People with asthma may breathe a little easier if they add a vitamin D chaser to their regular inhaler. A new study suggests that the vitamin D may be a helpful tool in controlling the symptoms of the 25 million Americans with the condition.
People living in northern climates have higher rates of asthma than people down south, leading researchers to suspect that less sunlight—and less D—may be playing a role. Several studies have shown a link between low vitamin D levels and asthma.
This new study was published online this month on the Annals of Allergy, Asthma and Immunology website and noted on Reuters.com. Researchers at the Medical University of Tehran conducted the study with 130 children and adults with mild-to-moderate asthma. Each subject received an asthma inhaler. Half the subjects also received high doses of vitamin D for six weeks. The first dose, 100,000 units, was given by injection; then patients were instructed to take 50,000 units orally once a week.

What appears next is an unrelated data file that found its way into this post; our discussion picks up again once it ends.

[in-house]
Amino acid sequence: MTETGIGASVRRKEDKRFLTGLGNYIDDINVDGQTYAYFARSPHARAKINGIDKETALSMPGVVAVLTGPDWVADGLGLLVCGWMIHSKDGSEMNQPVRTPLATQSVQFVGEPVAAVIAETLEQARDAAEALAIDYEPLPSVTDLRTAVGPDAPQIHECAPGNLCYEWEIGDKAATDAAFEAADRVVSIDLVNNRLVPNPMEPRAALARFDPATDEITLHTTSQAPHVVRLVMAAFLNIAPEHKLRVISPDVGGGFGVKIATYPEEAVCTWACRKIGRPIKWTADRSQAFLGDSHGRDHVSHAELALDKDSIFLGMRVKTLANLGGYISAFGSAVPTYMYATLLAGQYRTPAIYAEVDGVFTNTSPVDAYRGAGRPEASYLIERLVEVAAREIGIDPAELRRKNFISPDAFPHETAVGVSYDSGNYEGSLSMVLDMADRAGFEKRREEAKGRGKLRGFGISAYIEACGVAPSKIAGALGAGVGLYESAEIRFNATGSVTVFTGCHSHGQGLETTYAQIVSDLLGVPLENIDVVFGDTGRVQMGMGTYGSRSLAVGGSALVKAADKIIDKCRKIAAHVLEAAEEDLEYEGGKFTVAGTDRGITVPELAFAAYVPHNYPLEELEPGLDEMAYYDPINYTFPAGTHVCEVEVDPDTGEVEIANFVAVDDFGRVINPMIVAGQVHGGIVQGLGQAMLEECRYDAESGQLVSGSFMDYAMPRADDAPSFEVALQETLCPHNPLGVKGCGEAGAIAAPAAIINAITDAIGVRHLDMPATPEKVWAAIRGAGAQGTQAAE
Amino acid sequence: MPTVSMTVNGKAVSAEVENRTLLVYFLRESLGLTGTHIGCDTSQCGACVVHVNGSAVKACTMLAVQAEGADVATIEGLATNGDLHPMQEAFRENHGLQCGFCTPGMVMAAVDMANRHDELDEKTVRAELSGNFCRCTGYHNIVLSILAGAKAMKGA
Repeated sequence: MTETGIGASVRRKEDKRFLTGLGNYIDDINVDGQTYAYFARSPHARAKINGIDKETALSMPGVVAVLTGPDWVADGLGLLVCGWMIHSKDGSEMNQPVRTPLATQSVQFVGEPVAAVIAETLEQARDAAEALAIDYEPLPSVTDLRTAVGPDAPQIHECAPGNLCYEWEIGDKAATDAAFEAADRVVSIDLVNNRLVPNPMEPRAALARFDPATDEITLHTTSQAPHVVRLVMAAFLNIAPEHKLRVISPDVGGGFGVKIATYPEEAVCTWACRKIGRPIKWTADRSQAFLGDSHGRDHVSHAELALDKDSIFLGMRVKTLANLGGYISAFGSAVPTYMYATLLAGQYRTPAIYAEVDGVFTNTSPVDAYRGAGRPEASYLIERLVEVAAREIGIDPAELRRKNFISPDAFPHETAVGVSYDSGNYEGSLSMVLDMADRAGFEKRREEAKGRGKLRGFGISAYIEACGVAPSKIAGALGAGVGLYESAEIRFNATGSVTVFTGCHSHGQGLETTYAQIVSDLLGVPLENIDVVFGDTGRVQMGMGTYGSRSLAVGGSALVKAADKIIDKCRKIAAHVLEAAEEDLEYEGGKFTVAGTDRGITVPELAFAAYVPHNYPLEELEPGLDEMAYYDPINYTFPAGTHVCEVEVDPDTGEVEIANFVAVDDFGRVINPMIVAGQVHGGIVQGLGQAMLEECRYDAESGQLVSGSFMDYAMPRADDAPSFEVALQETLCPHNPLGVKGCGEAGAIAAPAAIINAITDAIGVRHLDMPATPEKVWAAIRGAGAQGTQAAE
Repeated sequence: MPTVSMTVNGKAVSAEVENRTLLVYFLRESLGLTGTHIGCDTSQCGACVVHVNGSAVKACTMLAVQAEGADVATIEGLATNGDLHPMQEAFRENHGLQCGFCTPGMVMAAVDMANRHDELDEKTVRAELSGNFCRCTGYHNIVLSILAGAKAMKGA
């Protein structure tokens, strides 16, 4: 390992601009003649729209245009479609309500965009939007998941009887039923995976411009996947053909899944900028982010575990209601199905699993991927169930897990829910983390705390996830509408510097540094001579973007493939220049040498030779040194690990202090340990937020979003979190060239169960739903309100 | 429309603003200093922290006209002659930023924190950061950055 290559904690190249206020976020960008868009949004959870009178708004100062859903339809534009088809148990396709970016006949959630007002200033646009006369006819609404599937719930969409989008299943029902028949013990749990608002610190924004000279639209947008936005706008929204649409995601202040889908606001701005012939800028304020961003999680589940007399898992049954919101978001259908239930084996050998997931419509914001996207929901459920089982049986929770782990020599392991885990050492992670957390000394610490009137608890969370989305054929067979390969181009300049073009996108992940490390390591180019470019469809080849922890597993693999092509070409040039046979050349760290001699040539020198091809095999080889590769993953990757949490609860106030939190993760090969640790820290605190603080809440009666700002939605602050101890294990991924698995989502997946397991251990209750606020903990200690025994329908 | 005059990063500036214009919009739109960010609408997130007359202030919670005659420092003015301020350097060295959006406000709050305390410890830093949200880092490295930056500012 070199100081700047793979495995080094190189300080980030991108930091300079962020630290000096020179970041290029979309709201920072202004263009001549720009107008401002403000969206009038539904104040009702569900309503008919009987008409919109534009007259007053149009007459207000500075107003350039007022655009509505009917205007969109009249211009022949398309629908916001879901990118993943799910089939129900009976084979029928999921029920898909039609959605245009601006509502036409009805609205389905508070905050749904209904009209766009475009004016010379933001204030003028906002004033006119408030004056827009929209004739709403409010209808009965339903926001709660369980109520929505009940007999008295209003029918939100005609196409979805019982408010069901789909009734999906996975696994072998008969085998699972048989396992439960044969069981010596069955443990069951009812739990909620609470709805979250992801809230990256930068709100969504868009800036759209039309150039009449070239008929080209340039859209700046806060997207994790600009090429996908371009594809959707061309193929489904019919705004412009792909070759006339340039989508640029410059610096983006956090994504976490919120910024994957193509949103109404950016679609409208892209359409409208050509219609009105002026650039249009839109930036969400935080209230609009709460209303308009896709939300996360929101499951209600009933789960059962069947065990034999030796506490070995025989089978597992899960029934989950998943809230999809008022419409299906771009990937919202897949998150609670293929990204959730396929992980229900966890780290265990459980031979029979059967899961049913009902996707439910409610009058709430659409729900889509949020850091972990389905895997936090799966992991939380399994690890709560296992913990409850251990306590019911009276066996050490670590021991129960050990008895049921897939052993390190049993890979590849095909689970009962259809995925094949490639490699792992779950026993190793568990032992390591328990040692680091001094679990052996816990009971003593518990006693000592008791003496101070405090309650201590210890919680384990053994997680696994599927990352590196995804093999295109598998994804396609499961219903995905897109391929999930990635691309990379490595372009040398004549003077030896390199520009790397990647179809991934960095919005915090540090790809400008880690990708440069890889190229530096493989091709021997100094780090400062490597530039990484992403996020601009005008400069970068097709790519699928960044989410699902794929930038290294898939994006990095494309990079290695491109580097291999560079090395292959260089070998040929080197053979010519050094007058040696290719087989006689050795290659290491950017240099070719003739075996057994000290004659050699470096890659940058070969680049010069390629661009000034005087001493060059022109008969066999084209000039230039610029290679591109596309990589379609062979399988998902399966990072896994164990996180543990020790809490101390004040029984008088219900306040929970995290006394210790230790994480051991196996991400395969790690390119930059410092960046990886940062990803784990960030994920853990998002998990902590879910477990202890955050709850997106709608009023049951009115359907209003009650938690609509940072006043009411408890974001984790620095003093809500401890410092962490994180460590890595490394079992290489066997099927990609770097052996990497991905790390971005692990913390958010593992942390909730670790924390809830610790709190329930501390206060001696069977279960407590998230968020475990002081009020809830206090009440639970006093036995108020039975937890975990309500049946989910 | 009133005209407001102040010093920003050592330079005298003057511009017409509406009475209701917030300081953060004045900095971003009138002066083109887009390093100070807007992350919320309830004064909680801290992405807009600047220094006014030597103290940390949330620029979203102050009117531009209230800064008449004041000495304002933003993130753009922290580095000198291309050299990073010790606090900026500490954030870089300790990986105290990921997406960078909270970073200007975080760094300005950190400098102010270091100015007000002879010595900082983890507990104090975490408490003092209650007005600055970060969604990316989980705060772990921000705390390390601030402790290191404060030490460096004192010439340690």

After eight weeks, when the researchers measured the amount of air patients could exhale in one second, both groups had improved to about the same capacity. But after 28 weeks, that amount had improved by about 20 percent in the patients who received vitamin D supplements, and only about seven percent among those who just used the inhaler. In their abstract, the study’s authors wrote that vitamin D “could significantly improve” breathing.
Dr. Doug Brugge, a professor of public health and community medicine at Tufts School of Medicine in Boston, told Reuters he believed the study added to the field of asthma and vitamin D research.
“I think it adds some evidence that vitamin D may be beneficial in terms of treating asthma, which in turn contributes some evidence that vitamin D is a factor in asthma,” Brugge, who wasn’t involved in the study, told the news service. The study's authors and the experts who spoke with Reuters all noted that more study was needed.